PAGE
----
Goat Girl release their anticipated second album On All Fours next week, and have just shared one last single before the whole thing drops. “'Badibaba' is a song about environmental catastrophe and the pessimism and self-destruction that this causes to the human spirit,” says guitarist/vocalist L.E.D., while Clottie Cream (who also plays guitar and sings) adds, “It touches on how the earth’s existence is controlled by exploitative systems, and the feeling of existential helplessness this induces." The song itself is an earworm, with lush harmonies intertwining with dense layers of guitar and keyboards. You can watch the video below.

Once again working with producer Dan Carey (Kae Tempest, Black Midi), On All Fours finds the band expanding their palette of sounds and adding more keyboards and electronic elements. We asked Goat Girl for a playlist of songs that influenced the record and their list includes tracks by Little Simz, Sault, Broadcast, Metronomy, Mica Levi, KOKOKO!, Grizzly Bear and more. Check that out, complete with commentary from the band, below.

In other news, Goat Girl have announced UK tour dates for the fall, which hopefully will happen. Those are listed below.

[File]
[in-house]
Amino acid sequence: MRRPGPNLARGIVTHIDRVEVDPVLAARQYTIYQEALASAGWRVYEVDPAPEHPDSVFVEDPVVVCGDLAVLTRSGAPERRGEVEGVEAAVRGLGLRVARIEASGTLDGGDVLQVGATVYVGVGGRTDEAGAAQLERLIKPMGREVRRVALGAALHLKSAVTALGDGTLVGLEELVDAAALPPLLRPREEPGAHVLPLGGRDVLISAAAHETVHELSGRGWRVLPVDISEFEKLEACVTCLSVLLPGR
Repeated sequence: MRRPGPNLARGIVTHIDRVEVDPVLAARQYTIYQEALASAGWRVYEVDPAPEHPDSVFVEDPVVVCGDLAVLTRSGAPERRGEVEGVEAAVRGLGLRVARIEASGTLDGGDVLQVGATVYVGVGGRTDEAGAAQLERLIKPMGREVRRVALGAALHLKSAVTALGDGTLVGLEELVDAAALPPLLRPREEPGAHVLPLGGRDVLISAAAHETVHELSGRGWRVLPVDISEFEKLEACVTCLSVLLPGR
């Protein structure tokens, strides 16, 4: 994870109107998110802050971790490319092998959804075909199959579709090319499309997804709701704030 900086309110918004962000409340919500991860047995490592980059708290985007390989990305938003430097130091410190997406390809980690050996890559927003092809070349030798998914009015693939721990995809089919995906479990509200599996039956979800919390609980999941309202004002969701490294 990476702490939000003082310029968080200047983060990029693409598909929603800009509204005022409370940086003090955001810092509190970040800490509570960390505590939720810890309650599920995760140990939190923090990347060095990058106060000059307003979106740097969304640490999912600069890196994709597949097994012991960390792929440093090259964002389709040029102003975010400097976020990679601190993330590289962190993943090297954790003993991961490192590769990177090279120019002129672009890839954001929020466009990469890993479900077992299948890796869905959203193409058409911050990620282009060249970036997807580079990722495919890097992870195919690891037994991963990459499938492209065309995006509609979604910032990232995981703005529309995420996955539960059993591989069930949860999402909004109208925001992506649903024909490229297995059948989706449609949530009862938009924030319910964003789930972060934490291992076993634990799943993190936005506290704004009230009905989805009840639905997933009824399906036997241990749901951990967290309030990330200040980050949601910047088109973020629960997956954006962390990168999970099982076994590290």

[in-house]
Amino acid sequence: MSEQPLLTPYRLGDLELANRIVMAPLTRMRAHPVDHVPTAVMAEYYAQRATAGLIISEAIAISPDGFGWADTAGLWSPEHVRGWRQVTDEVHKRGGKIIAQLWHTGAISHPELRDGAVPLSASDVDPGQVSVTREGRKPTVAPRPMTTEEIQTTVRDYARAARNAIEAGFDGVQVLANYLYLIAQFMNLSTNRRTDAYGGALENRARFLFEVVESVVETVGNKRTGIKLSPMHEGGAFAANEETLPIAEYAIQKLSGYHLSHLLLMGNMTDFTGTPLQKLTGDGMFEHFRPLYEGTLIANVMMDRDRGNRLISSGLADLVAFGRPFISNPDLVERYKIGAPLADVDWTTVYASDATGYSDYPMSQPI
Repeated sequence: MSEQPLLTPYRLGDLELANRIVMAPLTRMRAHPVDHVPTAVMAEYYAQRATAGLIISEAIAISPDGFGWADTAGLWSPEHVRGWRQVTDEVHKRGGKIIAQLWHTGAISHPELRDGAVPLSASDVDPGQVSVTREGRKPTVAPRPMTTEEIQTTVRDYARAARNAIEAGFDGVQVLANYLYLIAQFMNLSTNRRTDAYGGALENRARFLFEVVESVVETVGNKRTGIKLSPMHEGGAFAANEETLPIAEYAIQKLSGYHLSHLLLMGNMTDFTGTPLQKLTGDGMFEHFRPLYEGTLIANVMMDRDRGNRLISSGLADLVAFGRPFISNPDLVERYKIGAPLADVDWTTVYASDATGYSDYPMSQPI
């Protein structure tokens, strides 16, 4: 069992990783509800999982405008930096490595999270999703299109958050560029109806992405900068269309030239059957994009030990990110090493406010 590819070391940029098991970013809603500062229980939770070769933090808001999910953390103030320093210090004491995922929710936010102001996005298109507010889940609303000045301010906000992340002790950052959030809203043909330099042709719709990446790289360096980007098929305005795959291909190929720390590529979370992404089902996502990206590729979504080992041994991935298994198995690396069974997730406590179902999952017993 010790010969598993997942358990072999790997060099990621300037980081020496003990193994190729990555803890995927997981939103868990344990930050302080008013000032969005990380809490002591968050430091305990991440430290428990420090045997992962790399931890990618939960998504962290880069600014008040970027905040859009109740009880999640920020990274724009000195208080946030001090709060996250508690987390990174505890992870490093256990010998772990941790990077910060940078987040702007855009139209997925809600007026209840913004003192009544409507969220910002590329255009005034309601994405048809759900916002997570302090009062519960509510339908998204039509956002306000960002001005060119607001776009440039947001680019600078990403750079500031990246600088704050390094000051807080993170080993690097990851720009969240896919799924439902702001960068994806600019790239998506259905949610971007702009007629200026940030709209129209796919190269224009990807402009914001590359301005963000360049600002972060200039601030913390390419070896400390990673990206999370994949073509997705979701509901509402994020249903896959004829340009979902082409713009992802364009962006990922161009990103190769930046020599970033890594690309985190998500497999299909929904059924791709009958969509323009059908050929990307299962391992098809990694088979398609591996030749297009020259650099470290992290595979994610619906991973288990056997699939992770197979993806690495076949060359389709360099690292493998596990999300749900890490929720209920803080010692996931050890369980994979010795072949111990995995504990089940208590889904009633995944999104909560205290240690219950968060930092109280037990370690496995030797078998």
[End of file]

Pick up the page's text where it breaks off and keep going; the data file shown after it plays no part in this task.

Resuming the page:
Sault - "Living in America"
Ellie: Talking about the critical gun problem in America, pasted against a brilliant bass/drum groove, with catchy melodies, 'Living in America' is inspiring because it talks about heavy topics, but their sound is light, and even dance-worthy. Lyrically this song is brilliant, clever and revealing of the current state of affairs: 'They say it's the land of the free, everyone has a gun, counting bullets like they're haribos'.

Little Simz - "Selfish"
Ellie: This song speaks for itself - it's such a banger. Nearly every other phrase is a piece of advice or a philosophical viewpoint, which seems to have come from Simz’s tackling of her own struggles and life experience. “I need more self-loving”, exposes that as well as being strong, she is also vulnerable, and doesn’t seem to be ashamed to show this across the whole of Grey Area, perhaps showing that part of strength, is also to be vulnerable. I feel like this kind of lyric openness is also present in On All Fours. Simz touches on being a woman of colour, as well as the fact that she has worked her way up to becoming a successful artist, as opposed to someone who has inherited a position of power, which is all super inspiring. Not to mention the emotionally unbolted, catchy hook sung Cleo Sol.

Beach Fossils - "Rise"